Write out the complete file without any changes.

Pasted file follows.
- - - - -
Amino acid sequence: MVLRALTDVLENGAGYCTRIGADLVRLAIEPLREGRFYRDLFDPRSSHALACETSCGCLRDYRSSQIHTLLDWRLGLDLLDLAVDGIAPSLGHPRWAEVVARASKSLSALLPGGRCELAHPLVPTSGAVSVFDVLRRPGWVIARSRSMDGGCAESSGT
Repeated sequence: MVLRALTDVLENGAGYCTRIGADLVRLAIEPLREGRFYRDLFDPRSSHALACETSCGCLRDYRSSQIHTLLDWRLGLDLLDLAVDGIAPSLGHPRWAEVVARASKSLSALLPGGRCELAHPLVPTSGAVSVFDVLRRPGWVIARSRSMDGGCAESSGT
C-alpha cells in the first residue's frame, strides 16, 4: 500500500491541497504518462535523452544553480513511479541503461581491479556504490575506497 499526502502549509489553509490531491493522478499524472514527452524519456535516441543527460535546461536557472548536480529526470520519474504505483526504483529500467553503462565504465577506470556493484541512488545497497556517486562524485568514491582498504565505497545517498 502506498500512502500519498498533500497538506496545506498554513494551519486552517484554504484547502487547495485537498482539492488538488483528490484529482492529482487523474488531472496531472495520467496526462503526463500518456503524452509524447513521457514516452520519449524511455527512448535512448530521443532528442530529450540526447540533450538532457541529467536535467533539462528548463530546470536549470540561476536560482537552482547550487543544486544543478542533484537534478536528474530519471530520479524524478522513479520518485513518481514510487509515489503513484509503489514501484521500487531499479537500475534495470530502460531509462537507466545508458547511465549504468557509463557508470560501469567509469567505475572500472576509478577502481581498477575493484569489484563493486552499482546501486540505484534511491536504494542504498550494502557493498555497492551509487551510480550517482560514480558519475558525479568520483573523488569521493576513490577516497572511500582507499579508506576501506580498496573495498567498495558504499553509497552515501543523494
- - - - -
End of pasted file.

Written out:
Amino acid sequence: MVLRALTDVLENGAGYCTRIGADLVRLAIEPLREGRFYRDLFDPRSSHALACETSCGCLRDYRSSQIHTLLDWRLGLDLLDLAVDGIAPSLGHPRWAEVVARASKSLSALLPGGRCELAHPLVPTSGAVSVFDVLRRPGWVIARSRSMDGGCAESSGT
Repeated sequence: MVLRALTDVLENGAGYCTRIGADLVRLAIEPLREGRFYRDLFDPRSSHALACETSCGCLRDYRSSQIHTLLDWRLGLDLLDLAVDGIAPSLGHPRWAEVVARASKSLSALLPGGRCELAHPLVPTSGAVSVFDVLRRPGWVIARSRSMDGGCAESSGT
C-alpha cells in the first residue's frame, strides 16, 4: 500500500491541497504518462535523452544553480513511479541503461581491479556504490575506497 499526502502549509489553509490531491493522478499524472514527452524519456535516441543527460535546461536557472548536480529526470520519474504505483526504483529500467553503462565504465577506470556493484541512488545497497556517486562524485568514491582498504565505497545517498 502506498500512502500519498498533500497538506496545506498554513494551519486552517484554504484547502487547495485537498482539492488538488483528490484529482492529482487523474488531472496531472495520467496526462503526463500518456503524452509524447513521457514516452520519449524511455527512448535512448530521443532528442530529450540526447540533450538532457541529467536535467533539462528548463530546470536549470540561476536560482537552482547550487543544486544543478542533484537534478536528474530519471530520479524524478522513479520518485513518481514510487509515489503513484509503489514501484521500487531499479537500475534495470530502460531509462537507466545508458547511465549504468557509463557508470560501469567509469567505475572500472576509478577502481581498477575493484569489484563493486552499482546501486540505484534511491536504494542504498550494502557493498555497492551509487551510480550517482560514480558519475558525479568520483573523488569521493576513490577516497572511500582507499579508506576501506580498496573495498567498495558504499553509497552515501543523494